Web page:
Civil Rights Activist
On September 4th, 1957 Elizabeth Eckford took the bus alone to Little Rock Central High School in Little Rock, Arkansas where she and 8 other brave African American teenagers were scheduled to attend an all-white school for the first time. This was supposed to be the day that Arkansas’s long history of racial segregation in schools ended. Rather than being welcomed to the school and supported, she was surrounded by an angry mob of 400 people yelling racial slurs at her and calling for her lynching. She did not waiver, she continued to walk steadily toward her goal. They chanted, “Two, four, six, eight, we ain’t gonna integrate.” She did not allow their hate to stop her. An adult spat in her face, and when Elizabeth approached the members of the National Guard, they barred her from entering the school with their rifles. She was only 15 years old and alone, but her brave face appeared in newspapers across the United States and the world, this image helped spark change.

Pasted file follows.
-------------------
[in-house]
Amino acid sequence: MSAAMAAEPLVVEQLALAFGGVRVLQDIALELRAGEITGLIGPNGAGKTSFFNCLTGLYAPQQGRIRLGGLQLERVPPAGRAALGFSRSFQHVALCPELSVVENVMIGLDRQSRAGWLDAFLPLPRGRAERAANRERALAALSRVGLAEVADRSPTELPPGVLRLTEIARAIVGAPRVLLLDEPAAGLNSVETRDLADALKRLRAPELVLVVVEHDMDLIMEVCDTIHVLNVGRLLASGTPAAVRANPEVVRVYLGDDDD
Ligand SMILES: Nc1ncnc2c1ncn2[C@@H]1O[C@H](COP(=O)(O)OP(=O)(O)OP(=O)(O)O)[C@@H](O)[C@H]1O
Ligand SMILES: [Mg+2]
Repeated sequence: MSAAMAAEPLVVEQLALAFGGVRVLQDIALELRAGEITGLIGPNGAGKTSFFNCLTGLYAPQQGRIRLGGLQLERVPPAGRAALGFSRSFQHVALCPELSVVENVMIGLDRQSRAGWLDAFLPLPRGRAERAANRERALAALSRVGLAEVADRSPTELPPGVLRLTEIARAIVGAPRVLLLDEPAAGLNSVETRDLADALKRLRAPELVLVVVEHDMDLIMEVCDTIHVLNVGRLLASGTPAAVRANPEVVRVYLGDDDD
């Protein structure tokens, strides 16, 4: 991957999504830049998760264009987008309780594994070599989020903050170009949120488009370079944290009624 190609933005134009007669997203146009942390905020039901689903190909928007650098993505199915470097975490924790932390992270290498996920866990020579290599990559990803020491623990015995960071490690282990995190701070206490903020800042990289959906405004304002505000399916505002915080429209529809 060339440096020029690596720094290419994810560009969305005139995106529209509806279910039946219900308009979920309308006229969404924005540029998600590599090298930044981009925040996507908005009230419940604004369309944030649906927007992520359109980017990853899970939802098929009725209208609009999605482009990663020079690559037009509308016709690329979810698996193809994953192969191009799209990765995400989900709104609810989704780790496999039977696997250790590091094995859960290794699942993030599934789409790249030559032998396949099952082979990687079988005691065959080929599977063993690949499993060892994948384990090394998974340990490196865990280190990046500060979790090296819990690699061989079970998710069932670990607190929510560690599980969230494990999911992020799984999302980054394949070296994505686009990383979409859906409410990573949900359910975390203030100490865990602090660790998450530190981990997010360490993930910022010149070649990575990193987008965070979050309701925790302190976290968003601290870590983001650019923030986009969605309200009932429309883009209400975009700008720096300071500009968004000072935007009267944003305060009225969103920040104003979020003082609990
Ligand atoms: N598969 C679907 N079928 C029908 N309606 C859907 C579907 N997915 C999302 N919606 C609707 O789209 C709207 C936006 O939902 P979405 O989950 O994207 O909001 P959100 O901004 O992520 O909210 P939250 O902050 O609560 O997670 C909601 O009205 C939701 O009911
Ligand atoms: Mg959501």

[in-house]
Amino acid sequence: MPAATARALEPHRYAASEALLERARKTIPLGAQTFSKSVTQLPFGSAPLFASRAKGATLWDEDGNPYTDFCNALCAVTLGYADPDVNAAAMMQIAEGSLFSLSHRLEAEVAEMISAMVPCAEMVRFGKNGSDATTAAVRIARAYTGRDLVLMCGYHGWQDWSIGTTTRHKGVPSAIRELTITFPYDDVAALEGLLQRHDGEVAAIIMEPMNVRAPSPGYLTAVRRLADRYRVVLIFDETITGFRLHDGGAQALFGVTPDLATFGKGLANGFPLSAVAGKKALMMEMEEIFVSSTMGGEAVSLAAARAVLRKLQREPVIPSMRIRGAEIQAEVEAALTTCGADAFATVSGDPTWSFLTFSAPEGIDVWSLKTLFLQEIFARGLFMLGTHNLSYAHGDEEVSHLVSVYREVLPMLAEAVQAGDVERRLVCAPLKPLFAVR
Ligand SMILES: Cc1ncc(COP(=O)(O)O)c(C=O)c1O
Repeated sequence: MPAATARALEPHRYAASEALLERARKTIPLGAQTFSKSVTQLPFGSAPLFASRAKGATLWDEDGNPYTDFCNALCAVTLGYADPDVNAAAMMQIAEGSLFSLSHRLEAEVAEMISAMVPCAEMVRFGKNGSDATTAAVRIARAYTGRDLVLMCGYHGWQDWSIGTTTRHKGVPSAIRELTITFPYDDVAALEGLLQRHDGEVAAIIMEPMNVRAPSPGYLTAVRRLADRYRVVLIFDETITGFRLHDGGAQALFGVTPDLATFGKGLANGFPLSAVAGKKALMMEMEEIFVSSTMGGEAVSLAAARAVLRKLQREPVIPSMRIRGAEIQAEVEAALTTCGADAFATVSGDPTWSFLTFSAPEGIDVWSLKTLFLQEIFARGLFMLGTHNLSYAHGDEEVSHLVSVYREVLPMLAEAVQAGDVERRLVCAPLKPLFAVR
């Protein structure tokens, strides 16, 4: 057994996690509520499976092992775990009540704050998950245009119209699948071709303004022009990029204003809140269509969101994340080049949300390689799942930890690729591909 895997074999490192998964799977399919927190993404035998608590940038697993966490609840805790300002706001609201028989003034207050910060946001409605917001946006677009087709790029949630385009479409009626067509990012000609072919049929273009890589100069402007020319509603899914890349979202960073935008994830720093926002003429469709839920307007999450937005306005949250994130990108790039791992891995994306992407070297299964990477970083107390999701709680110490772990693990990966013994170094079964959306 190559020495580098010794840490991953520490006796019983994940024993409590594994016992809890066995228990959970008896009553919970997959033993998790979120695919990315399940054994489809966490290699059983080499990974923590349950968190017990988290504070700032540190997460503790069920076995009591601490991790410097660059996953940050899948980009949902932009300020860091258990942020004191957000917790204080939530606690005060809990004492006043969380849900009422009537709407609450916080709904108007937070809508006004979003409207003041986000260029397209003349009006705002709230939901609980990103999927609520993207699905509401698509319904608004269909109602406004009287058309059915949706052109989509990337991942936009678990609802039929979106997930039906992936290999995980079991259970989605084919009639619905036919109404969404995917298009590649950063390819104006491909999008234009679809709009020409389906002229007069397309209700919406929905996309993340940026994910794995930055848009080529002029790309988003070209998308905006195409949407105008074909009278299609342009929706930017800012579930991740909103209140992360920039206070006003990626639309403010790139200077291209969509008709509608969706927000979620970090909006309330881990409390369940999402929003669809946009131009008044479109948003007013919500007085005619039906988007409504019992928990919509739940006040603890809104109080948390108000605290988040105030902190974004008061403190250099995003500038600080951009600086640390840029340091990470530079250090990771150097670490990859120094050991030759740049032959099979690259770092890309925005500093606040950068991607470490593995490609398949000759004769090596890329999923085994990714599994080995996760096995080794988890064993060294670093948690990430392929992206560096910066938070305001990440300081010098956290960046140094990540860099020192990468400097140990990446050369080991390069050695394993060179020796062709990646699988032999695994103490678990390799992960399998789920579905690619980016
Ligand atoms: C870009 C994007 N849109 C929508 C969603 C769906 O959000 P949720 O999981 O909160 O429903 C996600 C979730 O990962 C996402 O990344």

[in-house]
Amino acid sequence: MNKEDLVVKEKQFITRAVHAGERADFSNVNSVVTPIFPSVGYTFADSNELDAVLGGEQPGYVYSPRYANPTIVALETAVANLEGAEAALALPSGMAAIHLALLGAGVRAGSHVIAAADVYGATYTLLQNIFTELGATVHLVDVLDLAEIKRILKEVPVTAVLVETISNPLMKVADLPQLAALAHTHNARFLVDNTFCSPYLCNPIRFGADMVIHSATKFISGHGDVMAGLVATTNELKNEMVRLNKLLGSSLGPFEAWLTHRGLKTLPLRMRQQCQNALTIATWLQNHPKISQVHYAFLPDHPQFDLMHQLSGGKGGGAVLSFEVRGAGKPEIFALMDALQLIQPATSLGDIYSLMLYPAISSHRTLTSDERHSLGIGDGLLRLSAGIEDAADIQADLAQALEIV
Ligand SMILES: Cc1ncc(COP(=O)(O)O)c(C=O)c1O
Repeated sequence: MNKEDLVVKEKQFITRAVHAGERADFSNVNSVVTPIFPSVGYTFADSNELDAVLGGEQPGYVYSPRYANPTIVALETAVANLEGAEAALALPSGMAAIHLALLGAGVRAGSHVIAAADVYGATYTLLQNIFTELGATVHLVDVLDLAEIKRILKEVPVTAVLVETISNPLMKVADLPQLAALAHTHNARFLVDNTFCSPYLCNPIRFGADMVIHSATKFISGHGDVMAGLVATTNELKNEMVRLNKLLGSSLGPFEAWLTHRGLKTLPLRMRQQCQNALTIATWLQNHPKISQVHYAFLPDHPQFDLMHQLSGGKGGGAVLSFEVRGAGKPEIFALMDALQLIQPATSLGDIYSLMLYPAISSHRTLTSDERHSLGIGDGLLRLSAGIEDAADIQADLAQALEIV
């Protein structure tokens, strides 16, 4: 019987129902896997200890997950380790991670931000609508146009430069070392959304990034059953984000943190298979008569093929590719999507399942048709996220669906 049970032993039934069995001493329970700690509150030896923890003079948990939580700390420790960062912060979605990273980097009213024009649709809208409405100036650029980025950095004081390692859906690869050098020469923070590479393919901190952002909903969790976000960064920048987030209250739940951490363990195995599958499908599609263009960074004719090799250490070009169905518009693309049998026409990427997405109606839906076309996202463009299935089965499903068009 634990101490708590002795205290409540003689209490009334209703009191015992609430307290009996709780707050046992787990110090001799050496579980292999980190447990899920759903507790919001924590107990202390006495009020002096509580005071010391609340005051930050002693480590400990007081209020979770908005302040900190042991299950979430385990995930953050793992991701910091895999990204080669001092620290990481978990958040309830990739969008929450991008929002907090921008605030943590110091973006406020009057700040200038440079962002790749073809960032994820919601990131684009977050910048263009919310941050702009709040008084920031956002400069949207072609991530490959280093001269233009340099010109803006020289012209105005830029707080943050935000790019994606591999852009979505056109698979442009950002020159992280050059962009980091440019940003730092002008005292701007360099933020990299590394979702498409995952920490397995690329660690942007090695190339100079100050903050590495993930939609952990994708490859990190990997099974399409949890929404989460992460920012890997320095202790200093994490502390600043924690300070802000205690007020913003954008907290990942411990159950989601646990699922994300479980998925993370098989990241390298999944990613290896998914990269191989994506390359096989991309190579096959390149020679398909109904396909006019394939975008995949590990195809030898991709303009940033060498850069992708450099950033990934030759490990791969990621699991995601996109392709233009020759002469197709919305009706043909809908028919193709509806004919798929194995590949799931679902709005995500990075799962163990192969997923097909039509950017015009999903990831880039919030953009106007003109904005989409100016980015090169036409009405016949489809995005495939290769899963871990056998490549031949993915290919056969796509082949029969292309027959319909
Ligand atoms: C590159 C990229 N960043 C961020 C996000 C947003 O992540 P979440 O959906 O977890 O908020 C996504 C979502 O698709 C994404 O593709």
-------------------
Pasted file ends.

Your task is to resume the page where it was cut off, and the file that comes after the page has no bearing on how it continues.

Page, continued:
Ultimately, this group of teenagers known as “Little Rock Nine”, would alter history forever. Over the following weeks and months, they fought alongside the NAACP for the rights of every American student to attend desegregated public schools. This fight was based on the 1954 landmark decision in the case of ‘Brown vs. the Board of Education’, which determined that separate public schools for African-American and caucasian students was unconstitutional.
Elizabeth Eckford went on to earned a BA in history from Central State University in Ohio. She has worked as a history teacher, newspaper writer, welfare worker, a probation officer in Little Rock, and an information specialist in the United States Army. She has received numerous awards and honors for her courage and heroism, including the United States Congressional Gold Medal, which is the country’s highest civilian award.
“True reconciliation can occur only when we honestly acknowledge our painful, but shared, past.” – Elizabeth Eckford.
Photo by Will Counts, 1957. This image was runner-up for the Pulitzer Prize for Photography.